MISTY, Crawford, Texas: I am currently studying psychology. I have never understood how someone could do things so horrific and not be mentally ill. There has to be an illness that would cause people to do such things. I do not believe normal healthy beings could possibly behave in this way. Especially with this case -- she did not even show emotion once she knew she was caught.
KNOLL: Thanks for your question, Misty. You made me remember when I was a medical student, watching the grisly details of the Jeffrey Dahmer case unfold. I thought the same thing to myself: Come on -- body parts in his house, eating human biceps? How can this guy not be seriously mentally ill?!
Later, I would do my forensic specialty training with a forensic psychiatrist who actually worked on the Dahmer case. I came to learn that it is always a dangerous thing to conclude serious mental illness based solely on the nature of the crime. In other words, one should be very careful about assuming someone must have been very mentally ill because they committed a crime that was horrific or bizarre, etc. This is because of the fact that relatively "normal" people can and do commit such acts - as unnerving as this may seem.
That said, please also see my previous response to a question about the nature of "mental illness," and who is doing the defining of it. Recall the the law usually only regards "serious" mental diseases or defects as qualifying for potential mental health defenses. Why? Because lesser entities that we may lable "disorders" are not regarded as significantly impairing a persons judgment or perception of reality. I do agree with you that "healthy" persons do behave this way, but "health" is a continuum, and while a person may not have what we would consider healthy family relationships and ways of living, they still may be healthy enough to function in society, make choices and exercise judgment that is not significantly impaired.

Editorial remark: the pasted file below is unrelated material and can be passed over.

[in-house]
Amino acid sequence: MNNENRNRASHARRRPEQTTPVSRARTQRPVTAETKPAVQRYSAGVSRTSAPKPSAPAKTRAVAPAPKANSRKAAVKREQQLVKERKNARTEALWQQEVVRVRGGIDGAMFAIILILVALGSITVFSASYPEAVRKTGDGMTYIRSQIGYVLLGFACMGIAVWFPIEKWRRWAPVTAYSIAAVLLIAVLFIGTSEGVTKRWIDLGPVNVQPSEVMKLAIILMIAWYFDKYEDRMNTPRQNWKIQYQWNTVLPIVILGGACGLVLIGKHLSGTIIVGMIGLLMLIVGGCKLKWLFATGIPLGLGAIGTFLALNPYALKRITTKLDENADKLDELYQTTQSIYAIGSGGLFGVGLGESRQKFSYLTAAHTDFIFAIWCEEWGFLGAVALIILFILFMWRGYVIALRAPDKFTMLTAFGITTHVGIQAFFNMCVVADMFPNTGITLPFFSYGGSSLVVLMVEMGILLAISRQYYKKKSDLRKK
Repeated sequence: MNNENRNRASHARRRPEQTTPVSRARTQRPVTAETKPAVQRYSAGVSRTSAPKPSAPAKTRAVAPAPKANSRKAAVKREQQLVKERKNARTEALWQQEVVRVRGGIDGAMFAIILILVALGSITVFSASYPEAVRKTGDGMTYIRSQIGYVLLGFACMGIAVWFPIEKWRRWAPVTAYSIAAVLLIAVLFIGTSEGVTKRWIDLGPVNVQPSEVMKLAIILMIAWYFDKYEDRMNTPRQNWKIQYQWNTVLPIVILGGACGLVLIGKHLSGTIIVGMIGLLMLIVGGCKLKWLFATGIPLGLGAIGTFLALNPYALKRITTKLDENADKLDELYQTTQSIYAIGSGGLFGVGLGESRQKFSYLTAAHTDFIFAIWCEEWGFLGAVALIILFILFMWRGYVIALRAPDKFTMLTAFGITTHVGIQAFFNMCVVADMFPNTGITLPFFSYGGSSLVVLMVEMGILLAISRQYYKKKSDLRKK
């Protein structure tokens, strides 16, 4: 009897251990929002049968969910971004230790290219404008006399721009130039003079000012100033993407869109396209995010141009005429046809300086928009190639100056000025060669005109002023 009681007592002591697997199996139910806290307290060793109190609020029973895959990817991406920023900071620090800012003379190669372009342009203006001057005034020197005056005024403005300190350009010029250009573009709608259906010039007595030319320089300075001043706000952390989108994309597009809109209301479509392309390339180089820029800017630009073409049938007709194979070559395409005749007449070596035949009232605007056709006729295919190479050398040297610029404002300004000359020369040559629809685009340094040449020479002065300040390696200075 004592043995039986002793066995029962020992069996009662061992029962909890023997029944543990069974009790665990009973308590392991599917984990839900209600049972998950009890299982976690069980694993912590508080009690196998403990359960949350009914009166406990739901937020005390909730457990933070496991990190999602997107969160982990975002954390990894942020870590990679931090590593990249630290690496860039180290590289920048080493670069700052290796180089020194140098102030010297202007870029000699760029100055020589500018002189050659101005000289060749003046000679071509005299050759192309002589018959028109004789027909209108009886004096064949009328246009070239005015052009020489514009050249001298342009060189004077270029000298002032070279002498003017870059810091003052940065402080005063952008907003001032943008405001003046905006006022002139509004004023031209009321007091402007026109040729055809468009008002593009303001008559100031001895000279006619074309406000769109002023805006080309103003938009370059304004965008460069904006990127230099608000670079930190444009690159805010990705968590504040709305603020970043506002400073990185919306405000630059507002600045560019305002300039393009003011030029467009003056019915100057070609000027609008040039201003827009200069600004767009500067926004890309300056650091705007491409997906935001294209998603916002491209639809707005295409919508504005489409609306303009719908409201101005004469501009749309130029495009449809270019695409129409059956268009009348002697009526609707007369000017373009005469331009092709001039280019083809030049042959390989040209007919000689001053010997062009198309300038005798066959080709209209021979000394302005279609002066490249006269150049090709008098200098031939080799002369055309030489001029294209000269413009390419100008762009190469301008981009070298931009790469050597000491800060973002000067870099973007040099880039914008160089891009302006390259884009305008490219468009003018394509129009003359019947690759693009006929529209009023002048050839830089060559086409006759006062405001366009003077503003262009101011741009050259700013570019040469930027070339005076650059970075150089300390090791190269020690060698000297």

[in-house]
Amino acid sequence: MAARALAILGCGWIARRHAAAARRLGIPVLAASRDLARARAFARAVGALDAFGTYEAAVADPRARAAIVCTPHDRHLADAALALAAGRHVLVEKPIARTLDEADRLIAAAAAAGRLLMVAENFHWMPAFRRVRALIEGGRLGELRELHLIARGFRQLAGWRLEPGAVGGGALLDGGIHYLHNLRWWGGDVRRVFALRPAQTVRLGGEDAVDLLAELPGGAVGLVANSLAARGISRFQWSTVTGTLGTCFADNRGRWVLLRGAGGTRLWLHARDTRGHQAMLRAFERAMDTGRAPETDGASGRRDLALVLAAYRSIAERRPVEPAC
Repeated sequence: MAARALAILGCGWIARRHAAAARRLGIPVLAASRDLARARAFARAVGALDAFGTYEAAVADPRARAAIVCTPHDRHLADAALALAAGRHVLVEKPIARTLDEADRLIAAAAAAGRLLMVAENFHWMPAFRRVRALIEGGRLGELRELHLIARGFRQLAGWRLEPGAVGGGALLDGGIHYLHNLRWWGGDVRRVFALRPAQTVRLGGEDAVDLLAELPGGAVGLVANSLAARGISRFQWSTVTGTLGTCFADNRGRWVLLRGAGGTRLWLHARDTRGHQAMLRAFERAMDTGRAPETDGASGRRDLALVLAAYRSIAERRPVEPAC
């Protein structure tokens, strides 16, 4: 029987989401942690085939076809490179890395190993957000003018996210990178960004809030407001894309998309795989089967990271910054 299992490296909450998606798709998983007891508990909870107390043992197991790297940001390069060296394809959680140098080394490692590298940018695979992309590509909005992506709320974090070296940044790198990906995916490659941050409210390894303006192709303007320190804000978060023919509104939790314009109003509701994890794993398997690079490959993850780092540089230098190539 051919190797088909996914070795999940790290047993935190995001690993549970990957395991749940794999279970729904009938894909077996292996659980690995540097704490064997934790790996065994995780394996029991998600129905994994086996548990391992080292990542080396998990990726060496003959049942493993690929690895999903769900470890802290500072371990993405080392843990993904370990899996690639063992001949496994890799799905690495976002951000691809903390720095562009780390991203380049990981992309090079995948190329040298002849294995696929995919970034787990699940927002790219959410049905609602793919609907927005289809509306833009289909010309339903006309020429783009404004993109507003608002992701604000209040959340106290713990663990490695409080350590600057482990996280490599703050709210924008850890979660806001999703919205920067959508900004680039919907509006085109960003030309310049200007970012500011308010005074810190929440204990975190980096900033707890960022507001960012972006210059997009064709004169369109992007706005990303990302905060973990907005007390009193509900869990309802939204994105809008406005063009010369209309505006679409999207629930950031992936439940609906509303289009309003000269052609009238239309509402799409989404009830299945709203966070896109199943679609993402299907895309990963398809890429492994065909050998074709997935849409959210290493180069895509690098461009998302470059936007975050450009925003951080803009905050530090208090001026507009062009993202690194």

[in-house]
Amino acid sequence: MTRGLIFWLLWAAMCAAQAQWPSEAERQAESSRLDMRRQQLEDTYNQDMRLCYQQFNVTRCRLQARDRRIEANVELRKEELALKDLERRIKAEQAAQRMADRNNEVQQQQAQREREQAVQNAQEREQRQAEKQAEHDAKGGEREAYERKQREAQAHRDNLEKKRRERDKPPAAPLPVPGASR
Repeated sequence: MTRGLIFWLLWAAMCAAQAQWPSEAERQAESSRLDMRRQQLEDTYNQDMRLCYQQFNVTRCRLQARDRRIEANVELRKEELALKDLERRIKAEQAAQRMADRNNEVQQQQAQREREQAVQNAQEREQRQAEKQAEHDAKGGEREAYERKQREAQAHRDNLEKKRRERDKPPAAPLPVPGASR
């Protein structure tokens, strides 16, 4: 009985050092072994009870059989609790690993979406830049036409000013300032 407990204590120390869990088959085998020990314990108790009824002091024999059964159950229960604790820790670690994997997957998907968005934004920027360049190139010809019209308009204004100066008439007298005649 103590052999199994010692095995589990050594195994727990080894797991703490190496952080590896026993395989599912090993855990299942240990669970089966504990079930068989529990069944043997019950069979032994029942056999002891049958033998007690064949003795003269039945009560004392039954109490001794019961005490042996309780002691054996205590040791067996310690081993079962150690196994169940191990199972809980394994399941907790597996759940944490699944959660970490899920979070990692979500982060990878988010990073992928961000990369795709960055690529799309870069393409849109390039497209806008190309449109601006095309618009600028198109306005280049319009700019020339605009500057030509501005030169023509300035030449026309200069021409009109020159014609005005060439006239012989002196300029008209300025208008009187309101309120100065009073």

Incidentally, back to Dahmer for a moment: some excellent forensic psychiatrists have been re-examing his case and wondering about whether he may have suffered from a particular kind of neurodevelopmental deficit. [i], [ii] These investigators have described an association between autism spectrum disorders and a subgroup of serial murders, and propose that Dahmer may have suffered from an illness known as Asperger's disorder. Along these lines, it is interesting to note that after exhaustive interviews with Dahmer, legendary FBI profiler Robert Ressler (coined the term serial killer) was impressed by the "peculiar" nature of Dahmer's presentation. [iii] Of course, such a disorder would be unlikely to rise to the level required by the law to serve as a mental health defense, but from a purely scientific standpoint, this seems fascinating.
[i] Silva J, Ferrari M, Leong G. The case of Jeffrey Dahmer: Sexual homicide from a neuropsychiatric developmental perspective. J Forensic Sci 2002 47(6):1347-59. [ii] Silva J., Leong G., Ferrari M. A neuropsychiatric developmental model of serial homicidal behavior. Behav Sci Law 2004 22(6):787-99. [iii] Ressler R. How To Interview A Cannibal. In: Profilers: Leading Investigators Take You Inside the Criminal Mind (J. Campbell and D. Denevi, Eds.) Prometheus Books: Amherst, New York, 2004.